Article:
Reply
  5. Samson OdolofinPossible

    Possible replacements for missing teeth apart from implant as one tooth on too. Is out and two front teeth next to it are weak and to be removed.Four teeth directly under the front teeth are very week and shaking and to be removed. These affected teeth both top and bottom are to be removed but I don’t want to remove them without a replacement. Please advise me of possible replacements apart from implant which is not possible as the gum disease has to be treated for implant if necessary in future.

    Reply
    1. The options that are available to you for replacing missing teeth is dependent about how strong the teeth are that are adjacent to the missing tooth. As you have said, your teeth are week and will be extracted soon. I recommend having the dentist take the impression of your existing teeth. A stone model of what you currently have would be poured up from that impression. The teeth that are to be extracted can be removed from the model first and a temporary partial denture can be made prior to your extraction surgery. Once the natural teeth are extracted, this partial denture can be inserted immediately. It would attach to your back teeth and you would never go with a toothless smile. There are several types of immediate partial dentures that you can review with your dentist as they vary in cost and comfort. Good luck. I hope that helps. Dr. Silberman

      Reply
  6. Vickie

    Hi there. I wrote a long post & inquiry on the ‘Ask Us a Question’ page last night but don’t see it yet. Hopefully I sent it through correctly but I’m in major dental distress so who knows…. 🤕

    I won’t go into so much detail here but I have an old crown & we suspect I have a cracked molar underneath (lower, left). It’s currently infected (did your water test) & the dentist is planning on extracting it Monday if my infection is down. I unfortunately used my heating pad BEFORE I found your wonderfully informative site…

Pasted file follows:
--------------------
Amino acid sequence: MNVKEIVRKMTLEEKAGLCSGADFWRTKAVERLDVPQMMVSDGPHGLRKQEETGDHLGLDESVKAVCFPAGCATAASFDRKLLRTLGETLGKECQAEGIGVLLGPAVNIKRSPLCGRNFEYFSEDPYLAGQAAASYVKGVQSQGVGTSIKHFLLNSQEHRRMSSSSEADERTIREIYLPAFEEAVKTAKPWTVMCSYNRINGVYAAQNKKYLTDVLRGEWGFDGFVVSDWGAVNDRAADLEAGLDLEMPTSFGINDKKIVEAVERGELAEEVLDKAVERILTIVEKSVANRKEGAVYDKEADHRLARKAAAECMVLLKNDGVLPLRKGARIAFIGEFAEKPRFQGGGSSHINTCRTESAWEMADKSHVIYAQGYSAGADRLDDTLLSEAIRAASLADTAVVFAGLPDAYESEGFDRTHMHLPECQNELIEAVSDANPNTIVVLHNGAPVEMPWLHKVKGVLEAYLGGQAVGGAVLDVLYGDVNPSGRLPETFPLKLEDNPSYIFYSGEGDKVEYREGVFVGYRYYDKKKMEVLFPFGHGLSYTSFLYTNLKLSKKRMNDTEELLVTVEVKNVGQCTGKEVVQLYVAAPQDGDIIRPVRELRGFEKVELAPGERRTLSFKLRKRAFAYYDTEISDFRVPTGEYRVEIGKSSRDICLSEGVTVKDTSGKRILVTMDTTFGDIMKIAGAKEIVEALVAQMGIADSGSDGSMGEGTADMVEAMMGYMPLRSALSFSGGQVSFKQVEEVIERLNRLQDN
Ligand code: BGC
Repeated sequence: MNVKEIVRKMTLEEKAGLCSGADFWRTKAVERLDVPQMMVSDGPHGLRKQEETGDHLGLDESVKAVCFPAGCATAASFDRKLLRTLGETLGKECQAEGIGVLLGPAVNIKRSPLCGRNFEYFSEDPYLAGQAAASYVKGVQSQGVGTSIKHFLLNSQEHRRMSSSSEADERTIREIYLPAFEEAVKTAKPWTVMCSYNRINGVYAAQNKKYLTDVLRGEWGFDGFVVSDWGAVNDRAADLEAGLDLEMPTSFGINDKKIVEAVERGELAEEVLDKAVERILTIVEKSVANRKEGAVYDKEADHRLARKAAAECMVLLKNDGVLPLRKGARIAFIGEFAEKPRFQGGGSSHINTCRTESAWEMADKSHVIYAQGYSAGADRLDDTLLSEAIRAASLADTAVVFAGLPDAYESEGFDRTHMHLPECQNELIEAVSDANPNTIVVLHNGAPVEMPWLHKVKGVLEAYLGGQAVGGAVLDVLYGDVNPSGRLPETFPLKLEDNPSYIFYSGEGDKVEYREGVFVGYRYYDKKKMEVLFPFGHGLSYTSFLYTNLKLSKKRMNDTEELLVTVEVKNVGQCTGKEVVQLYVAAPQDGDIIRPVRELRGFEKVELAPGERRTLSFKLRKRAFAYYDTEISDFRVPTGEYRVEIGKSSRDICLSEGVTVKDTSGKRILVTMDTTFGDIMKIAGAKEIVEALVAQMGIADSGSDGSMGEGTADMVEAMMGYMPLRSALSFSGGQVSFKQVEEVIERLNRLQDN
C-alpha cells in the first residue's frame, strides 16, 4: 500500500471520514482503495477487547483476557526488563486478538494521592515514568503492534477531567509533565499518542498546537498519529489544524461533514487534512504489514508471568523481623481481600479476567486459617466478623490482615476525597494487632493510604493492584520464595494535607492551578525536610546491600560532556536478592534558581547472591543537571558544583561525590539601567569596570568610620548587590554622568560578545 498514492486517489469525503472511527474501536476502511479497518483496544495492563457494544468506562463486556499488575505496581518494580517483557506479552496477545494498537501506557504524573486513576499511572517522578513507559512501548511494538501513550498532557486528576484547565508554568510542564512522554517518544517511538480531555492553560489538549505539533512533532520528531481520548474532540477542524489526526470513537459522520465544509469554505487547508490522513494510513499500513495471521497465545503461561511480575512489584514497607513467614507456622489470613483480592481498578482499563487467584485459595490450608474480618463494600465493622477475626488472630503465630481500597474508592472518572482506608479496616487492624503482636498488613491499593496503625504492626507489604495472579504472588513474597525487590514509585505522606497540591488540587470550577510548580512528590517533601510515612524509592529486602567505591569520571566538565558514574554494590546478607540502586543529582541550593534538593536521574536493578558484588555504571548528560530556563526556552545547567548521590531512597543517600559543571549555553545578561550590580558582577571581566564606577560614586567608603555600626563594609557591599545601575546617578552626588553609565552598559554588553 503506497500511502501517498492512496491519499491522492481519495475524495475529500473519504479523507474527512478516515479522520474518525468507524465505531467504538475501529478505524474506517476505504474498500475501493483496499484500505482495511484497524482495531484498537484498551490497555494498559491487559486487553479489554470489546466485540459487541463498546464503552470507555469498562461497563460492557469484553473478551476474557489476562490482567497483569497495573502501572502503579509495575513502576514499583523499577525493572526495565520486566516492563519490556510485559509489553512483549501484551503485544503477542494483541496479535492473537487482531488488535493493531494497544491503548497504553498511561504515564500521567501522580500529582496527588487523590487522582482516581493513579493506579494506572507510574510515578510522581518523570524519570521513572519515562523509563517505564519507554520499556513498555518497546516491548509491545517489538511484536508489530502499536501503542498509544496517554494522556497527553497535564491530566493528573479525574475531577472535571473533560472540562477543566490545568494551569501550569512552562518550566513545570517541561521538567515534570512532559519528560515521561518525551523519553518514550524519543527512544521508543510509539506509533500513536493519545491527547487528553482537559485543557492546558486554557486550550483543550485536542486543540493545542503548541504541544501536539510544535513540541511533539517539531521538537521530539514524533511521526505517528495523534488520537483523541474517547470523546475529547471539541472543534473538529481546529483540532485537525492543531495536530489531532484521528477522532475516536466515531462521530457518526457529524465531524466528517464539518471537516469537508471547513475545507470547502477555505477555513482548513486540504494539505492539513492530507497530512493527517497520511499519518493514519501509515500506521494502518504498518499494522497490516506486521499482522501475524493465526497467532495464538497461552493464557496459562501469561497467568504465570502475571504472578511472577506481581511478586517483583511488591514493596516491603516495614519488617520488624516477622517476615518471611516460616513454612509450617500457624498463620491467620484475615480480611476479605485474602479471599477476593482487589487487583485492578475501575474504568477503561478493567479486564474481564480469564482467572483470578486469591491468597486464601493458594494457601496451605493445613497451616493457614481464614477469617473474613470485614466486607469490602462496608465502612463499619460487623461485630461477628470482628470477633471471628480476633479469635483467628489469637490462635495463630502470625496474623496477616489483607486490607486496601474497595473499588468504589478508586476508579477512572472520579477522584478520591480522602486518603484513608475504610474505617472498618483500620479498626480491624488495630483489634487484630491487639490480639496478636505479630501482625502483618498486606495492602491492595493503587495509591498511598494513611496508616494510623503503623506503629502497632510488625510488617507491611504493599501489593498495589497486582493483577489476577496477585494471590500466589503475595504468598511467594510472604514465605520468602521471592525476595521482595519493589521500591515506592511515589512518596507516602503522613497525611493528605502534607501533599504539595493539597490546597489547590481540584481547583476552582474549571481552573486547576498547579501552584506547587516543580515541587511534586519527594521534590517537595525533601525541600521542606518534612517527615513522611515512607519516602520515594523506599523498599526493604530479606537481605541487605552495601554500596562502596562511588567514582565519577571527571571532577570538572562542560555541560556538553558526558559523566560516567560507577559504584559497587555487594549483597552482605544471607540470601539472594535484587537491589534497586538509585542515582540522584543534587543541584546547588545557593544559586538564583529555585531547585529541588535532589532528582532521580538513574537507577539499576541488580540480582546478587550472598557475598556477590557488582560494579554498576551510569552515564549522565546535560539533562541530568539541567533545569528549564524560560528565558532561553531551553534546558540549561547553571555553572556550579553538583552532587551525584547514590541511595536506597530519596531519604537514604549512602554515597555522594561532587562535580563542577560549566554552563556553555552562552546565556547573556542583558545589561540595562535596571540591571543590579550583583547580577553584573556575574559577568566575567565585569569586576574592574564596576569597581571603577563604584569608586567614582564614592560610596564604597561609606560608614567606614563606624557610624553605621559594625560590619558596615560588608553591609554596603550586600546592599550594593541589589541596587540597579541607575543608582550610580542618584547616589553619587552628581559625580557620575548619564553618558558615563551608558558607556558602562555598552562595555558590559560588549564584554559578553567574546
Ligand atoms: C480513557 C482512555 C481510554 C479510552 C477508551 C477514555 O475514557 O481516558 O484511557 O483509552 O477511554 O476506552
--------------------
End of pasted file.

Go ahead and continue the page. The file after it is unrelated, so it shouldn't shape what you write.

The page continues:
I have some bone loss in my jaw – I’m 56 & a tooth grinder. I don’t smoke, have no underlying health issues & practice good dental hygiene. I assume that makes me a good candidate for an implant per your blog but I have a concern about the titanium implant. Not sure if the concern is valid but I’ll ask nonetheless… I have idiopathic tinnitus in the ear on the same side the bad tooth. I’m praying that once the tooth is removed then maybe my tinnitus will ease up or go away. I’ve read about this happening & won’t hold my breath but a gal can dream. My question is do you know of any correlation of titanium implants & tinnitus? Also, I’ve read about a flexible single tooth denture. What’s your thoughts on these. Likely not good for a tooth grinder but thought I’d ask.

    Thanks in advance!

    Reply
    1. Hi Vickie, See my other reply. Good Luck, Dr. Silberman

      Reply
  7. Vickie

    Thank you for this very informative blog & site. For you to take time to help people going through the stress of dental pain & issues is true altruism. Bless you.

    Reply
    1. Hi Vickie, Thanks so much for your kind words. You noted in your other email that you read many of my posts. As you can tell, I am more than happy to help people with dental questions. It’s interesting to me how few express that they like the posts and find them helpful, and how few people actually respond to my advice. Either way, I am happy to help where I can. Good Luck, Dr. Silberman

      Reply